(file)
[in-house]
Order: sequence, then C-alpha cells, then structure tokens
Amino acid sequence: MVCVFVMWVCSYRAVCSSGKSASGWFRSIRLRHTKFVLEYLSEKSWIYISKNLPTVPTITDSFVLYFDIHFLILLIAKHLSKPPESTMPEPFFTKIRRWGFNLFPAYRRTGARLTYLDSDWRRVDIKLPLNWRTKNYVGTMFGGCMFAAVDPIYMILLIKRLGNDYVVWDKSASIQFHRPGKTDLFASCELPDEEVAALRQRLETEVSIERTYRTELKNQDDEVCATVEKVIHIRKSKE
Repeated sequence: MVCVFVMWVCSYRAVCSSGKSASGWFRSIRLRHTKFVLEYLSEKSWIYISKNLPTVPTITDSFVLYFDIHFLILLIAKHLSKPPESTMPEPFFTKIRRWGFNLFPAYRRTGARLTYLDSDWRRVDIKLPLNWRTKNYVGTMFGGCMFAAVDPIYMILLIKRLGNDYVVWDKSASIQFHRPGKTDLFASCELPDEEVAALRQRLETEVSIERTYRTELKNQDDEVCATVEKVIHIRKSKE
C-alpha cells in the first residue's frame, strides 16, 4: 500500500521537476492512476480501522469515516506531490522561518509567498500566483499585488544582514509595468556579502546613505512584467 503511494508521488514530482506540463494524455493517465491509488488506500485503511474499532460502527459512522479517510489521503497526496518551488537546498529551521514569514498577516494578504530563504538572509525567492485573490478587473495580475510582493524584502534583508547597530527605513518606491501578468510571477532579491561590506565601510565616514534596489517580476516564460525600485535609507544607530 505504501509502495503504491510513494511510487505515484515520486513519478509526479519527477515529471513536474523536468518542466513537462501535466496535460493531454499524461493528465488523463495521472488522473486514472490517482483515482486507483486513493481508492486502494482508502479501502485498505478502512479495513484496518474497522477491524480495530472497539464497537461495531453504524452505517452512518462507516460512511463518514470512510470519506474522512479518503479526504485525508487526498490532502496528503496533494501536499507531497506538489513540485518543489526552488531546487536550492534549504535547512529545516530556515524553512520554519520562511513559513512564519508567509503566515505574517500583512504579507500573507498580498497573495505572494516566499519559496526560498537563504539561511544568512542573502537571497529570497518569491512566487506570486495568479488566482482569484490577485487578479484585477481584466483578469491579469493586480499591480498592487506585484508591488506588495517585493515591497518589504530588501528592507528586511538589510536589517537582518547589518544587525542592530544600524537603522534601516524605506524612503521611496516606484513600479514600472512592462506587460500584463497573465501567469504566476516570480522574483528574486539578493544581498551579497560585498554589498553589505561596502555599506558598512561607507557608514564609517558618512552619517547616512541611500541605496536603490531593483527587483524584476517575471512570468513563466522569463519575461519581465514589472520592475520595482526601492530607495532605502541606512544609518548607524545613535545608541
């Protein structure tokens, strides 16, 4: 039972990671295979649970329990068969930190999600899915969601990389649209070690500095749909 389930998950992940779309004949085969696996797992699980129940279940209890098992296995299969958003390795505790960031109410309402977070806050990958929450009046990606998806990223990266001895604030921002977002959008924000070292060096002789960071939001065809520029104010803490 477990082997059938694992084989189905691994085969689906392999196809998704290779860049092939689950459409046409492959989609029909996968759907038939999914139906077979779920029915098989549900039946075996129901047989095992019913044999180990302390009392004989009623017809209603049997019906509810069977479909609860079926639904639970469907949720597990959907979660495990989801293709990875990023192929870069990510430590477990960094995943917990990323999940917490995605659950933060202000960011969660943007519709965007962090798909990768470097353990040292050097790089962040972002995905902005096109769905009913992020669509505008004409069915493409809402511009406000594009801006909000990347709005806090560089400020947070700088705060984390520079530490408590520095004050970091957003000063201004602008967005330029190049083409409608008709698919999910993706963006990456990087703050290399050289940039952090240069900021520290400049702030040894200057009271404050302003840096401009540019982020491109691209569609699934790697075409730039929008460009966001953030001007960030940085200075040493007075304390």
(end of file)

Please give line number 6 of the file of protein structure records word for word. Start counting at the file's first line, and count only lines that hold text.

């Protein structure tokens, strides 16, 4: 039972990671295979649970329990068969930190999600899915969601990389649209070690500095749909 389930998950992940779309004949085969696996797992699980129940279940209890098992296995299969958003390795505790960031109410309402977070806050990958929450009046990606998806990223990266001895604030921002977002959008924000070292060096002789960071939001065809520029104010803490 477990082997059938694992084989189905691994085969689906392999196809998704290779860049092939689950459409046409492959989609029909996968759907038939999914139906077979779920029915098989549900039946075996129901047989095992019913044999180990302390009392004989009623017809209603049997019906509810069977479909609860079926639904639970469907949720597990959907979660495990989801293709990875990023192929870069990510430590477990960094995943917990990323999940917490995605659950933060202000960011969660943007519709965007962090798909990768470097353990040292050097790089962040972002995905902005096109769905009913992020669509505008004409069915493409809402511009406000594009801006909000990347709005806090560089400020947070700088705060984390520079530490408590520095004050970091957003000063201004602008967005330029190049083409409608008709698919999910993706963006990456990087703050290399050289940039952090240069900021520290400049702030040894200057009271404050302003840096401009540019982020491109691209569609699934790697075409730039929008460009966001953030001007960030940085200075040493007075304390």